Los Angeles teachers' union, school district reach tentative deal to end strike
By Steve Gorman LOS ANGELES (Reuters) - A week-old strike by more than 30,000 Los Angeles teachers that has disrupted classes for nearly half a million students neared an end Tuesday after the teachers' union and the second-largest U.S. school district reached a tentative contract agreement. After five days of talks that ended around dawn on Tuesday, leaders on both sides said negotiations had addressed many of the teachers' demands.
By Steve Gorman
LOS ANGELES (Reuters) - A week-old strike by more than 30,000 Los Angeles teachers that has disrupted classes for nearly half a million students neared an end Tuesday after the teachers' union and the second-largest U.S. school district reached a tentative contract agreement.
After five days of talks that ended around dawn on Tuesday, leaders on both sides said negotiations had addressed many of the teachers' demands. The deal includes a plan to reduce class sizes, to hire additional support staff and a 6 percent pay raise. The union had sought a 6.5 percent raise.
"I'm proud to announce, pending approval, that we have an agreement that will allow teachers to go back to work on their campuses tomorrow," Mayor Eric Garcetti, who has mediated the talks, said at a news conference. He was joined by Alex Caputo-Pearl, the president of the United Teachers Los Angeles union, and Austin Beutner, the superintendent of the Los Angeles Unified School District.
Precise terms of the deal will be disclosed later once they have been presented to union members ahead of a ratification vote, which union leaders said could be completed within hours.
Officials said the negotiations resulted in two back-to-back contracts. The first, which expires in June, will include the salary raise. Other provisions will be contained in a second, three-year contract, to follow.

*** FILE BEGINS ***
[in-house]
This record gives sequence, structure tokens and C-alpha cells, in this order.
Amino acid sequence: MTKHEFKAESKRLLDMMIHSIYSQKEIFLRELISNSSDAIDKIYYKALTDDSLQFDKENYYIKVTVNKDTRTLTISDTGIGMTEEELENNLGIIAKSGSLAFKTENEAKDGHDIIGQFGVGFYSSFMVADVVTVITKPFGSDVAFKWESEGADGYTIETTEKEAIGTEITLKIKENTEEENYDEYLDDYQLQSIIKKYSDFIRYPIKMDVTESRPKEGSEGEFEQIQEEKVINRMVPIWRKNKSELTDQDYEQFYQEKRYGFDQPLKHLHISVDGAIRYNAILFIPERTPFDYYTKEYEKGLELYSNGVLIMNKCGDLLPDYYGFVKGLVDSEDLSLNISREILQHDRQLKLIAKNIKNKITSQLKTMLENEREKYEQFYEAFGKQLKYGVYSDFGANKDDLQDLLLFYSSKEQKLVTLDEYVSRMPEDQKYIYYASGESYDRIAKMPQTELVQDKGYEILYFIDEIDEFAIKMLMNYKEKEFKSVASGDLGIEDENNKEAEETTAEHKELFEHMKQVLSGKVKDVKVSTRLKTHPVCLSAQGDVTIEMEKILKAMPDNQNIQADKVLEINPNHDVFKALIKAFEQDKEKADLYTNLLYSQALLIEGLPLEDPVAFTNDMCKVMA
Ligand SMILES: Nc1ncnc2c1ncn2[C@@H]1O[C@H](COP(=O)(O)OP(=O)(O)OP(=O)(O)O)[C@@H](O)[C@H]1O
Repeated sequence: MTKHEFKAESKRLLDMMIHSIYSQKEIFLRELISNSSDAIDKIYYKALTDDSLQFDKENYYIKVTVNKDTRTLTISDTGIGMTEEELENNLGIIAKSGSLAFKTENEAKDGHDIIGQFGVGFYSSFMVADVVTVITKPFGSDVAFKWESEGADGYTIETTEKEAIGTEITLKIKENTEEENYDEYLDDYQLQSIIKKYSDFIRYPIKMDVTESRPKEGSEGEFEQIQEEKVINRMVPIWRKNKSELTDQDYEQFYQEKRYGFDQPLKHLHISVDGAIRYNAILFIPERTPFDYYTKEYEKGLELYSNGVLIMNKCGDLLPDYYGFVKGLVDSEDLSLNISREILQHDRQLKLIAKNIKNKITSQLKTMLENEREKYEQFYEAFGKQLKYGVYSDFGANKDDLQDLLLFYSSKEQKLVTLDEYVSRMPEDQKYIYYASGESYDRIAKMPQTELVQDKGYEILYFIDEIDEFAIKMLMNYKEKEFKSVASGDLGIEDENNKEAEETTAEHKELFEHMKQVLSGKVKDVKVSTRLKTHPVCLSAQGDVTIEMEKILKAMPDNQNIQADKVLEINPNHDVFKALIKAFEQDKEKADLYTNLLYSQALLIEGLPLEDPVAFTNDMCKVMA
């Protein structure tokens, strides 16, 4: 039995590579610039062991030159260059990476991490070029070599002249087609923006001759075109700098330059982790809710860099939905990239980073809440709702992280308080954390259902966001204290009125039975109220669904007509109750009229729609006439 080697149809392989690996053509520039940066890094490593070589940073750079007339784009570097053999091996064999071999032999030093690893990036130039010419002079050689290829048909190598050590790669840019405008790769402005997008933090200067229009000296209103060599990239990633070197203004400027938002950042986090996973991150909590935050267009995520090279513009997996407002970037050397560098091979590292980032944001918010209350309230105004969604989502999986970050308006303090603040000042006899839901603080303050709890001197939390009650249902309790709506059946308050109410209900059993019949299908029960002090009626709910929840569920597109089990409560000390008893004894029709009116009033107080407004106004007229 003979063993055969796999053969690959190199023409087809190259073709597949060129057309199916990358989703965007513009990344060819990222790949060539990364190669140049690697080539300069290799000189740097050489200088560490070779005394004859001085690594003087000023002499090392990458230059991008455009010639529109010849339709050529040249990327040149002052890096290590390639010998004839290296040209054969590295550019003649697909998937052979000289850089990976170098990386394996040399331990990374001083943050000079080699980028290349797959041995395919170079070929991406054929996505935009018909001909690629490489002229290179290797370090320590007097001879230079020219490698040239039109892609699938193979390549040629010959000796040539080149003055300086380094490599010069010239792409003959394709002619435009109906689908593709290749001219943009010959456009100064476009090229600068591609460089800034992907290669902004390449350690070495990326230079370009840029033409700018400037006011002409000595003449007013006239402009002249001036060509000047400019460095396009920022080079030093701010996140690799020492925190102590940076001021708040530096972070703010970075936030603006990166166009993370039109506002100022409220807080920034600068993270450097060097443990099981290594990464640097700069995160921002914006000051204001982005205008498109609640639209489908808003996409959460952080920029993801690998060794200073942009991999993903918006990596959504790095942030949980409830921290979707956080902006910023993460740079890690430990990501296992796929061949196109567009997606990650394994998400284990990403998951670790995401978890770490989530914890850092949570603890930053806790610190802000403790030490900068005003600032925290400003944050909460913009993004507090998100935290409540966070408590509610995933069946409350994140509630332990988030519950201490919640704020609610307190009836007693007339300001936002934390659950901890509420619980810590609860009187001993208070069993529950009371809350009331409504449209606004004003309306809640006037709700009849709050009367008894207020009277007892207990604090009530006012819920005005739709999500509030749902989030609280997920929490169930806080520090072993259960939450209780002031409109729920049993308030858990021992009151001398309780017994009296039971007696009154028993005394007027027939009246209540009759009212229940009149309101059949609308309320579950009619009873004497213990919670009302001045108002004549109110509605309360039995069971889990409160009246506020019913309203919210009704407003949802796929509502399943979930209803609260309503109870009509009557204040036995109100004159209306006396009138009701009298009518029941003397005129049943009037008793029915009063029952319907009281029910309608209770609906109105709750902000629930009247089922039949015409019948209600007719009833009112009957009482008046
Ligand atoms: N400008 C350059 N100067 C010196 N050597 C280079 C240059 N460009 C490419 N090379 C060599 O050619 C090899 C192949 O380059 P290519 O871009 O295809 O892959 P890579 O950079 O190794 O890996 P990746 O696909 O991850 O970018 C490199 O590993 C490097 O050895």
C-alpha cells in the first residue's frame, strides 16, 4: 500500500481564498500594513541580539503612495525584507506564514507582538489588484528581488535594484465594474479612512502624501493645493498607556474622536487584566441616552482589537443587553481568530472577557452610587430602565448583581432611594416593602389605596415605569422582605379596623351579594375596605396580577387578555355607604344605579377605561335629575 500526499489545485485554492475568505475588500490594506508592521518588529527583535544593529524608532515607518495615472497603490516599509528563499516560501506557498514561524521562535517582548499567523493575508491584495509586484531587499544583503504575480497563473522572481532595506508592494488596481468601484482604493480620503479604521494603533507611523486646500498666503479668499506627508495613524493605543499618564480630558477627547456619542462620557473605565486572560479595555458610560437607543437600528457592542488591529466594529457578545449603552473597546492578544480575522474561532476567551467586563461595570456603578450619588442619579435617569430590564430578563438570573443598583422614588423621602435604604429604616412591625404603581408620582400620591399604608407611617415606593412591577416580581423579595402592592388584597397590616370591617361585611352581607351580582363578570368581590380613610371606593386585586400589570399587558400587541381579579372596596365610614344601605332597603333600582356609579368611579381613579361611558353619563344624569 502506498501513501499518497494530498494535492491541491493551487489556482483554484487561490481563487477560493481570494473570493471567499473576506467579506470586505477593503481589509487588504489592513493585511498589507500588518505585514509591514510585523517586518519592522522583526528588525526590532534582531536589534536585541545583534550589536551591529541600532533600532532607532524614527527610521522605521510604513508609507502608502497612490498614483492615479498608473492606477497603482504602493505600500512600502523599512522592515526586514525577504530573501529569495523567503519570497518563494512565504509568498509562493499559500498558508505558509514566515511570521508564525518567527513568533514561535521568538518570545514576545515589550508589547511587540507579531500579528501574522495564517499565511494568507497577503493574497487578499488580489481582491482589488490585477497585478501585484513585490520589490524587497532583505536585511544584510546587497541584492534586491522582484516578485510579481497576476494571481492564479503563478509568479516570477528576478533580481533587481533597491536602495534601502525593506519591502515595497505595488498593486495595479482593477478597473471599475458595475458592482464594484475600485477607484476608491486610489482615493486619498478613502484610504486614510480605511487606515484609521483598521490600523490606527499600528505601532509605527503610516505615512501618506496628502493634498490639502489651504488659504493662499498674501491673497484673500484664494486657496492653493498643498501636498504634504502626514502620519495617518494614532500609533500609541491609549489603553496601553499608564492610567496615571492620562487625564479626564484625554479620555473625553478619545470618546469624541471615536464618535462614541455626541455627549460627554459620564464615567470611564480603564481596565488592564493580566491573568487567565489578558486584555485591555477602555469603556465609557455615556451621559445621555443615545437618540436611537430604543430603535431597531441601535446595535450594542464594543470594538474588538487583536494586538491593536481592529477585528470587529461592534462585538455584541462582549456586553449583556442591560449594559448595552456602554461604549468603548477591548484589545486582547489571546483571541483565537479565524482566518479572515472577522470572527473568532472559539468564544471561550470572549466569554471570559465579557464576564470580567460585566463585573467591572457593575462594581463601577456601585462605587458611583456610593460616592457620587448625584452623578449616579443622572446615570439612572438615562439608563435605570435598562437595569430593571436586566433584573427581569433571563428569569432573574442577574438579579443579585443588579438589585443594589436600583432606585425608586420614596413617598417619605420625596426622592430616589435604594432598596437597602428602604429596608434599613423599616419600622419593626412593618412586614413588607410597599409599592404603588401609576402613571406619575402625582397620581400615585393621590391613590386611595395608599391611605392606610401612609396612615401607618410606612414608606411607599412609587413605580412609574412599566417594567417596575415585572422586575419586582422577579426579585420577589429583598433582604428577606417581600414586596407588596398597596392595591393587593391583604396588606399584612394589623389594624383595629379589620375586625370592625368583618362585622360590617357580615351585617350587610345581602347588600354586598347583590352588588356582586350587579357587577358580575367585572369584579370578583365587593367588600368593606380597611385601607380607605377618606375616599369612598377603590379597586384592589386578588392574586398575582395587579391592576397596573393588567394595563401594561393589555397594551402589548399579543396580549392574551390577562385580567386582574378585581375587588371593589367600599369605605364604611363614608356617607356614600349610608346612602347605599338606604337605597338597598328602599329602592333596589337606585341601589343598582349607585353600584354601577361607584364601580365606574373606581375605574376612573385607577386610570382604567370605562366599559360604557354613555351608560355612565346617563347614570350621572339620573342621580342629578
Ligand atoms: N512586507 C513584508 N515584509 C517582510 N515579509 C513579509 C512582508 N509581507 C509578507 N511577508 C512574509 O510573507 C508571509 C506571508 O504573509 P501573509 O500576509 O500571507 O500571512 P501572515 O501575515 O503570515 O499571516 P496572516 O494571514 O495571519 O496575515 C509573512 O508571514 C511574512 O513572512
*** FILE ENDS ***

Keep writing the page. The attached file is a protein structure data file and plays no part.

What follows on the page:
Teachers walked off the job on Jan. 14 in Los Angeles first such strike in three decades, demanding higher pay, smaller class sizes in the district's roughly 1,200 schools and the hiring of more support staff, such as librarians, nurses and counsellors.
"So many schools have gone without for so long, and now they'll have these crucial services," Caputo-Pearl said at the news conference.
The union also sought restrictions on the steady expansion of independently managed charter schools, arguing they divert resources from traditional classroom instruction for the bulk of the district's students.
The leadership of the school district - an independent body that does not answer to the Los Angeles mayor - had said throughout the talks that they largely supported the union's goals but that they did not have enough of a budget to cover the demands.
Education funding in California is based on daily attendance. By Friday, the strike had already cost the district about $125 million and collectively cost students more than 1.5 million days of instruction, according to Beutner.
Beutner noted that New York City spends about $20,000 per public school student per year compared with $16,000 in California.
"That's an opportunity gap," Beutner said.
Union supporters, and even school district officials, have credited the striking teachers with helping reawaken the public, the media and politicians around the country to widespread difficulties facing schools in California and elsewhere.
Teachers in Oakland, California, were also expected to vote on whether to strike later this week.
Teachers staged walkouts over salaries and school funding in several U.S. states last year, including West Virginia, Oklahoma and Arizona. The Los Angeles stoppage differs in that educators face a predominantly Democratic political establishment more sympathetic to their cause.
Labor tensions are still simmering in other big-city school districts. The teachers' union in Denver held a strike authorization vote on Saturday after rejecting a contract offer. Results will be announced on Tuesday.
(Reporting by Steve Gorman, additional reporting by Jonathan Allen and Barbara Goldberg in New York; Editing by Scott Malone and Susan Thomas)
This story has not been edited by Firstpost staff and is generated by auto-feed.
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